I was diagnosed at Vanderbilt with severe autonomic failure last June. After severakl months I recovered somewhat and a further workup at Mayo yielded a diagnosis of autoimmune autonomic neuropathy. I pass out 2X month, am extremely fatigued, have delayed gastric emptying, cognitive changes, and heat intolerance. I forced myself to go back to work and start exercising to increase the muscle tone in my legs. I have no social life. I have not been able to figure out what the long term prognosis is. What can I expect over time? I am highly motivated if you have additional suggestions to improve functional staus.
Did the docs at either Vanderbilt or Mayo discuss your prognosis at all? Did you ask them about your treatment options and the outcomes you could expect with these?
Just to clarify, at Vanderbilt, you were diagnosed with PAF, or am I misunderstanding? Did Mayo disagree with the diagnosis of PAF and change it to something else, or simply *add* the diagnosis of autoimmune autonomic neuropathy as an explanation of the cause for your PAF?
Hopefully I can give you a little better feedback to your questions if I understand a little better what your diagnosis(es) is (are) and what you've been told by your doctors so far in terms of treatment suggestions and likely outcomes.
Mayo added diagnosis of AAN as the etiology of the PAF. I asked about the prognosis and expected trajectory, but they were vague. I was really hoping for more recovery than I have had, and still worry this may be progressive.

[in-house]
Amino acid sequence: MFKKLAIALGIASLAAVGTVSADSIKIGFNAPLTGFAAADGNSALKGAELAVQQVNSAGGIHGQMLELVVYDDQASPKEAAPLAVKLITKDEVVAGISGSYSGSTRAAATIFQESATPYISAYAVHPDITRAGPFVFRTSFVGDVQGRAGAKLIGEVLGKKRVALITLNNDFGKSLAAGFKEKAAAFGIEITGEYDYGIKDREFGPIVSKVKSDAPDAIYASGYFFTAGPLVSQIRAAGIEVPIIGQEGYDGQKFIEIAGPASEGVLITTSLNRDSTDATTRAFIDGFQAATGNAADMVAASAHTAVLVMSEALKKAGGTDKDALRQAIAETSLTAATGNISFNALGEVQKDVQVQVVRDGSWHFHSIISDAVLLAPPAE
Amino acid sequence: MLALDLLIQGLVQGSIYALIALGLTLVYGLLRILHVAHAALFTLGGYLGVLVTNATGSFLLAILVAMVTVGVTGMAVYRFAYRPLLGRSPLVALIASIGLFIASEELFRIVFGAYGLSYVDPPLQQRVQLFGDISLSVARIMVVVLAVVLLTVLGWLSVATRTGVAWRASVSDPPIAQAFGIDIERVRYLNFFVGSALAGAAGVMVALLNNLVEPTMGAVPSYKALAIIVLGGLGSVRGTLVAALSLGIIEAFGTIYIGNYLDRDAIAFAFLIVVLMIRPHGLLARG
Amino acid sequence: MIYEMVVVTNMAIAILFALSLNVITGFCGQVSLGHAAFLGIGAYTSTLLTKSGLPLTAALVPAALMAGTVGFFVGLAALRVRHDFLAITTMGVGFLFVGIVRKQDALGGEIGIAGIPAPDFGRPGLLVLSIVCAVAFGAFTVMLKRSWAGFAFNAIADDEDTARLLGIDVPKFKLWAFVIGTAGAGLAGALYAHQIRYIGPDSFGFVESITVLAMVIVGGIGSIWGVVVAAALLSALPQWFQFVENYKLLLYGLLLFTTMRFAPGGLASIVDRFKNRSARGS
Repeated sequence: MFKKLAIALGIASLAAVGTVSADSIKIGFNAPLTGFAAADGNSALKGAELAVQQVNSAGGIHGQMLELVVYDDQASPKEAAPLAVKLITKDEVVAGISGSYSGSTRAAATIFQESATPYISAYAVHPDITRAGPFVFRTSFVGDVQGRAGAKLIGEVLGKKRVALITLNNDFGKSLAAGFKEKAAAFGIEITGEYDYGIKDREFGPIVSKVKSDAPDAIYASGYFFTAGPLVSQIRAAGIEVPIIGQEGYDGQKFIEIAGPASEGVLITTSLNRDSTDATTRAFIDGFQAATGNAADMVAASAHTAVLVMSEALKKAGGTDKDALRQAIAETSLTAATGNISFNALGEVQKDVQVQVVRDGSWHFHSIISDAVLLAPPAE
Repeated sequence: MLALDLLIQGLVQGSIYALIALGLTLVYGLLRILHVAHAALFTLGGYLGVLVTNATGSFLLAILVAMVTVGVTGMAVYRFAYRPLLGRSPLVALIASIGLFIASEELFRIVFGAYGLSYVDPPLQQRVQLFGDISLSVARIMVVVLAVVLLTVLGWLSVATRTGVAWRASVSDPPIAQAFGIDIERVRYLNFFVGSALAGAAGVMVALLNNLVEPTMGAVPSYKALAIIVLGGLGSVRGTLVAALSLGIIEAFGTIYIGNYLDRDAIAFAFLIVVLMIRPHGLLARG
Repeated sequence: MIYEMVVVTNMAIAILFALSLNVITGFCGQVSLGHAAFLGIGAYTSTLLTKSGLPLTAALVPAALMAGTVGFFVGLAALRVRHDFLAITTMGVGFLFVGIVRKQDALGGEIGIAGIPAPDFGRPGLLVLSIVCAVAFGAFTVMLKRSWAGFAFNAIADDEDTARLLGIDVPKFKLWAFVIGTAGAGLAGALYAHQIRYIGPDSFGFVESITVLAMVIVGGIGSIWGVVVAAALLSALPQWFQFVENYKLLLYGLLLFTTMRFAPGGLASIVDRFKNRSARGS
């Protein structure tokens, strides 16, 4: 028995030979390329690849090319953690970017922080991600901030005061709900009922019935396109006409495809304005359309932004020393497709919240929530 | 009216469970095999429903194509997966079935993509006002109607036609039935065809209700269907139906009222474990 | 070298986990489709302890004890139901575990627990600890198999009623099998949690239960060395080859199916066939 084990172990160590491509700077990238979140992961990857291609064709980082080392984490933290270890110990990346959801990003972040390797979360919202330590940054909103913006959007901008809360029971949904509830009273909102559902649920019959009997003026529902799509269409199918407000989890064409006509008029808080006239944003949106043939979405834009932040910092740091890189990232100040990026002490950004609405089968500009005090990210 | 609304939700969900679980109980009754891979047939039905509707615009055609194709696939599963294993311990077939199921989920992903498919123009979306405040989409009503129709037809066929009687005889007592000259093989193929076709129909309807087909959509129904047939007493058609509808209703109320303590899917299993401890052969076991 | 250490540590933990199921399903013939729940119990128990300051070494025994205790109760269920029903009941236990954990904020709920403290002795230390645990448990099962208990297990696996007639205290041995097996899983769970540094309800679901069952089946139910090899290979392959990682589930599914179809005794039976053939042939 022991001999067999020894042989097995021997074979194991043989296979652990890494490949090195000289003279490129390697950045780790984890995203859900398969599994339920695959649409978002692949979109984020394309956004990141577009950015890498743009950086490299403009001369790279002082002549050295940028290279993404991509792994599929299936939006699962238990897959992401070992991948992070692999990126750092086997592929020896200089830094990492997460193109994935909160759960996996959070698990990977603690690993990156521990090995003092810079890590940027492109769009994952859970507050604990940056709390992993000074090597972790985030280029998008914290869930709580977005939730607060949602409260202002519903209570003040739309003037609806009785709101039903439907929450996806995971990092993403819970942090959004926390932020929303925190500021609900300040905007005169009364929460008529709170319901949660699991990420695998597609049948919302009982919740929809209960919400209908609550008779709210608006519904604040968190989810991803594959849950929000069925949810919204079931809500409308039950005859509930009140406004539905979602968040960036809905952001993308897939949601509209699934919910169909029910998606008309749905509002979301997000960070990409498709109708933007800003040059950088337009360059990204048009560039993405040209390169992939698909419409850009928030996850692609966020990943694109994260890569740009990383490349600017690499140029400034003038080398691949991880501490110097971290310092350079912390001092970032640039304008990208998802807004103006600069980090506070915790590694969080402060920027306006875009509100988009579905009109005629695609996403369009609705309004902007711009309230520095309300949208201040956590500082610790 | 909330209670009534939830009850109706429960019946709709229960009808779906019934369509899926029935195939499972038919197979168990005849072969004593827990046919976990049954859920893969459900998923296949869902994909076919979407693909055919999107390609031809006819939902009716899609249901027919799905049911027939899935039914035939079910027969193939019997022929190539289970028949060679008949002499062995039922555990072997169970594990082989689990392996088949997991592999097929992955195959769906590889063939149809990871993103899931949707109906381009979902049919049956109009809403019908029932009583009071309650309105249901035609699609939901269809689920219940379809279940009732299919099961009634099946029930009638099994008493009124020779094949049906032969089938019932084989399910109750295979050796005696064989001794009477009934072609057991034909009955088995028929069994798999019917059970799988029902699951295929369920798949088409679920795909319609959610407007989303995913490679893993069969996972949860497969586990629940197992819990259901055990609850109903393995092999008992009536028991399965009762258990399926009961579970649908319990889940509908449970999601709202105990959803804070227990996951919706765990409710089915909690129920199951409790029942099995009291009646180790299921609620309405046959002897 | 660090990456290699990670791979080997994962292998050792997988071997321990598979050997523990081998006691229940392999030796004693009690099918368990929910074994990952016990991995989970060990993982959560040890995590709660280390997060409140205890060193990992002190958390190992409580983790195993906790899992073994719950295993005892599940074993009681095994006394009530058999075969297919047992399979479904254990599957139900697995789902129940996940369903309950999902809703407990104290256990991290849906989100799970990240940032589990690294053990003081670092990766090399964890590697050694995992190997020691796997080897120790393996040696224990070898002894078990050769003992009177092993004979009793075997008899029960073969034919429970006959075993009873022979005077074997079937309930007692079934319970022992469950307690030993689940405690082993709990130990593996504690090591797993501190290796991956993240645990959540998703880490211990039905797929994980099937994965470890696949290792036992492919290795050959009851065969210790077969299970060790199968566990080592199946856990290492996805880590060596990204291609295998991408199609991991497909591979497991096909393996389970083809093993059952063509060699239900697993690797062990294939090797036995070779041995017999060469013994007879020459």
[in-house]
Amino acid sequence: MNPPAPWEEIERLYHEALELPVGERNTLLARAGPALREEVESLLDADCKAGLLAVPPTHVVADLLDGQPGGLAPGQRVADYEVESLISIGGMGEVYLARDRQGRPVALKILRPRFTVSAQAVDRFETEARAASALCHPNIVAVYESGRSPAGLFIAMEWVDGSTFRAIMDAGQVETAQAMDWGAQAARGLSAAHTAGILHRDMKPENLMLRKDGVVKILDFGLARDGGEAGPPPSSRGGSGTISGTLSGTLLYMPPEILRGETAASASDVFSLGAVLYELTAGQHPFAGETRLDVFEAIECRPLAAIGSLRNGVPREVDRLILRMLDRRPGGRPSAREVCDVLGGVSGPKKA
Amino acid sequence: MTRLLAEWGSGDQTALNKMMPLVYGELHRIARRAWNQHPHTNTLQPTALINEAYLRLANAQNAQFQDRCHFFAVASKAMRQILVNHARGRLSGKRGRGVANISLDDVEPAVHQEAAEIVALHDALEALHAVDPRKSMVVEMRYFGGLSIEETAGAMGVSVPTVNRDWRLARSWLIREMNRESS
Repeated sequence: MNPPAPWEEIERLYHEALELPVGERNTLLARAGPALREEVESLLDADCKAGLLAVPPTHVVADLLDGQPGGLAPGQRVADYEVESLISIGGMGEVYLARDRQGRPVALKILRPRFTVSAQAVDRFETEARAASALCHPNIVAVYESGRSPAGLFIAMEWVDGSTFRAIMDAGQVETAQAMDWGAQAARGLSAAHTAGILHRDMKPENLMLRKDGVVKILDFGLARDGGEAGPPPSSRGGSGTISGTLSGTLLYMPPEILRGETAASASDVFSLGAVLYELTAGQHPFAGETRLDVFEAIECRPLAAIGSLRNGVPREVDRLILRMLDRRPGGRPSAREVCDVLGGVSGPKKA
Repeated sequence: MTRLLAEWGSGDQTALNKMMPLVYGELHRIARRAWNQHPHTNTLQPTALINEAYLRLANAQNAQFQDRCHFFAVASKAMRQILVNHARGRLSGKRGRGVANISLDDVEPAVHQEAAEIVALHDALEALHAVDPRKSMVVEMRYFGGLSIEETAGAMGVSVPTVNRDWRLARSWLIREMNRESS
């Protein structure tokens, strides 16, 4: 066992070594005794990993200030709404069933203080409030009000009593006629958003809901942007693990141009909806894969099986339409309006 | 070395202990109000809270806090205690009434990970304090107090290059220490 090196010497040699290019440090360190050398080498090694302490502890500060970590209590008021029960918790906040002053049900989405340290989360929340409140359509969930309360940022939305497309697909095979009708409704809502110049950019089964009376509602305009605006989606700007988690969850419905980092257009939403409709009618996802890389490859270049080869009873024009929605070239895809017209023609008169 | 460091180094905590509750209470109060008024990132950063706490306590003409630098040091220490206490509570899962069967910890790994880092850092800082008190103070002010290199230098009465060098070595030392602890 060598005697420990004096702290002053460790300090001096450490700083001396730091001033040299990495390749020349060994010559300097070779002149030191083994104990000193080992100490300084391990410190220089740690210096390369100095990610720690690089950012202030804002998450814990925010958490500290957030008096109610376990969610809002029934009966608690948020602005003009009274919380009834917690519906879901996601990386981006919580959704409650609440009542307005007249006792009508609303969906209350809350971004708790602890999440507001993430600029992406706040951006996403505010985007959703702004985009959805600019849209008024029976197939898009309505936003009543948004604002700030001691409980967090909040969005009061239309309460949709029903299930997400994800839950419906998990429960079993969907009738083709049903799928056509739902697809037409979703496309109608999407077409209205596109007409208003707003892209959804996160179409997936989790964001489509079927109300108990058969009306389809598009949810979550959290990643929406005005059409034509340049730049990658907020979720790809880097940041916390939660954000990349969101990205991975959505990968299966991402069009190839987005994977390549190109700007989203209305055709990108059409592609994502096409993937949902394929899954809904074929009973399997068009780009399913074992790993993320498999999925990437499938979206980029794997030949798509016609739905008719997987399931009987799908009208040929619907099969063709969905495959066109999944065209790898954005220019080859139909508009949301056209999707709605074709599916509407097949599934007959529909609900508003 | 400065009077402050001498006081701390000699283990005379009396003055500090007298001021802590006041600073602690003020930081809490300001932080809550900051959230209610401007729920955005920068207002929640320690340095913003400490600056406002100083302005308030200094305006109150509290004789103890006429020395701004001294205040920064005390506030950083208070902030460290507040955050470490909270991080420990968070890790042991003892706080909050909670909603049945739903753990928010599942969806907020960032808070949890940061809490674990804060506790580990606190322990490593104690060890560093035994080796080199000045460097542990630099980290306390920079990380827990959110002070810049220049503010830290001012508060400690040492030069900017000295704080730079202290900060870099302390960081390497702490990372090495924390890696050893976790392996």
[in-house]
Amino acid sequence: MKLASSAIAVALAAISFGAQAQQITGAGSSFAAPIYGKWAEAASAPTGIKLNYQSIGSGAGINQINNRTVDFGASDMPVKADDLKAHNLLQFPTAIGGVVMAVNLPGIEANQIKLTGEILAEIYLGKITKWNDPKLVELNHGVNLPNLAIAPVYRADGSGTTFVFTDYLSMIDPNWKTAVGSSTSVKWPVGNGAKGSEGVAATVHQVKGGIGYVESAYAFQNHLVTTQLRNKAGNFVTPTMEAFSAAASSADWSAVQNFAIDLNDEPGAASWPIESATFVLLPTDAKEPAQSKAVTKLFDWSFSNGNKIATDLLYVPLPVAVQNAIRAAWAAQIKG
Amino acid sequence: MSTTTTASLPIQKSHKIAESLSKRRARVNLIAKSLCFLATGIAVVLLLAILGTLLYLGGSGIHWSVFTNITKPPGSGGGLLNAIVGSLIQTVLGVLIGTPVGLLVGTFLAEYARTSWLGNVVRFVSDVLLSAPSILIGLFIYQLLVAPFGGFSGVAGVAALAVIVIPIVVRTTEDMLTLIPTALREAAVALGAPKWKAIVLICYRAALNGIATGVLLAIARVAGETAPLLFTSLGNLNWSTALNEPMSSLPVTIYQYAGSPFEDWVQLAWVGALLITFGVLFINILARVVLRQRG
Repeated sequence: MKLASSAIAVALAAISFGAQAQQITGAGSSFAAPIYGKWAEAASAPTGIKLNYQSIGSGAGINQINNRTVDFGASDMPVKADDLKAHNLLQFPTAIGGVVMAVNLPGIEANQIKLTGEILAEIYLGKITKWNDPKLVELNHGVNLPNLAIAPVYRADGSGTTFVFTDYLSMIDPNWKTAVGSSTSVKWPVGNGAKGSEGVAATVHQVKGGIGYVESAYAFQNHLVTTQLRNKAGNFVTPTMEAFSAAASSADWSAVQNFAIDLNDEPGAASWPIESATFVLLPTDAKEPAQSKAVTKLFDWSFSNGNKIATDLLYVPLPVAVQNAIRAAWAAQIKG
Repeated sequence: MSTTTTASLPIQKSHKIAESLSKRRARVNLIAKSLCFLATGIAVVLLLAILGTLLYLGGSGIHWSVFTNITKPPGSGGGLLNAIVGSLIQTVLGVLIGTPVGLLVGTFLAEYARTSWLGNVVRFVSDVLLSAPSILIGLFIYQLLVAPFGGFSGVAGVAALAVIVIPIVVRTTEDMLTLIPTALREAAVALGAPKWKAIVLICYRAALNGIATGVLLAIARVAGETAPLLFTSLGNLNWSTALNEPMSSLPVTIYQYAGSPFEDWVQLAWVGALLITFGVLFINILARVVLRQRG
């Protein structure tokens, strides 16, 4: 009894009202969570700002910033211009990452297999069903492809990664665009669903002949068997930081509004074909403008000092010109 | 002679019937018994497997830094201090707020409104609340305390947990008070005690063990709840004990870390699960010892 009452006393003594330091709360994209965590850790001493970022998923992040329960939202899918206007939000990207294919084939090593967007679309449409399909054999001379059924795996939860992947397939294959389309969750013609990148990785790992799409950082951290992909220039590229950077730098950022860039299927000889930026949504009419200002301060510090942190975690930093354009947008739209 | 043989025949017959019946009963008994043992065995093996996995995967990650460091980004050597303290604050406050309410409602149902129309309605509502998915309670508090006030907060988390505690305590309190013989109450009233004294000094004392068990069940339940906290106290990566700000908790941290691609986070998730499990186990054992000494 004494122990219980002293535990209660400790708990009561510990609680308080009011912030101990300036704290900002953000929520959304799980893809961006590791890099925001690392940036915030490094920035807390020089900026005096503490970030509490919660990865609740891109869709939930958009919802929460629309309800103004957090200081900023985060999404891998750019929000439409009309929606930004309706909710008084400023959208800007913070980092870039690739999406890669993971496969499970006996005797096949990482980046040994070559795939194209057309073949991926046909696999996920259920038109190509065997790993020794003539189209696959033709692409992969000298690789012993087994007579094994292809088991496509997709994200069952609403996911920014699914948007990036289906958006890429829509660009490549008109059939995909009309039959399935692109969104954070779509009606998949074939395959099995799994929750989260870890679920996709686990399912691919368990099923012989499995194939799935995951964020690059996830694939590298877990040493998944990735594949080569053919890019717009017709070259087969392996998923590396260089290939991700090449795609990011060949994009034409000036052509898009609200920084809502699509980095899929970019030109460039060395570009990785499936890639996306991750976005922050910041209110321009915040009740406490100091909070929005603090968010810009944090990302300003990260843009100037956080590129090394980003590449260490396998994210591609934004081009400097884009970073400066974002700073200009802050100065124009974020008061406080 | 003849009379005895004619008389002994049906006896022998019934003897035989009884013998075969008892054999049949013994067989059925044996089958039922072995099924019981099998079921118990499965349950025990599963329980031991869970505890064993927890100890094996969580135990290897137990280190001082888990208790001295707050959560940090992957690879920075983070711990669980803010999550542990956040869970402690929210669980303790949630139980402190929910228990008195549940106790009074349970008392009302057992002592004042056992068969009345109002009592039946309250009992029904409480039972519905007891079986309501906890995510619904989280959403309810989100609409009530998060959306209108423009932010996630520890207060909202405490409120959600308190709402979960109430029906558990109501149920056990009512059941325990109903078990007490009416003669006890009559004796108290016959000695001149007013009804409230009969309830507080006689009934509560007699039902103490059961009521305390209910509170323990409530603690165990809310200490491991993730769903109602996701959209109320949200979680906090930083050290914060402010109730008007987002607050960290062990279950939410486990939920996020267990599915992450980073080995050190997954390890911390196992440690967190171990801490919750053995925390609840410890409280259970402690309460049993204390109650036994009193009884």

I think with the cause of the PAF being autoimmune, the prognosis depends on the prognosis of whatever autoimmune disorder is causing it. Have they zeroed in on a specific autoimmune disorder?
Some autoimmune disorders are progressive and would cause continued damage to more autonomic nerves; depending on which disorder it is, there could be potential for this to be halted with the right treatment. I think there may even be the potential for reversal of some of the damage, but don't quote me on that part.
In general (not taking into consideration AAN as the cause), PAF doesn't have a "cure" per se, and treatment is focused at symptom control. This is pretty much the case with most forms of dysautonomia (at least for now, we always hope for the future); however, secondary forms of dysautonomia (where the dysautonomia is secondary to a primary diagnosis—such as your AAN) follow the trajectory of the primary diagnosis. If the primary disorder can be cured, the prognosis for the dysautonomia is very good. If the primary disorder is not progressive or can be halted with the right treatment, one can anticipate the dysautonomia will follow suit. So, in short, the more you can find out about what is going on with you from an autoimmune perspective, the more you will know about your dysauto prognosis.
I'm sorry I can't be more specific. If they haven't referred you to a specialist to try to tease out the autoimmune aspect, that may be something you want to consider as a next step.
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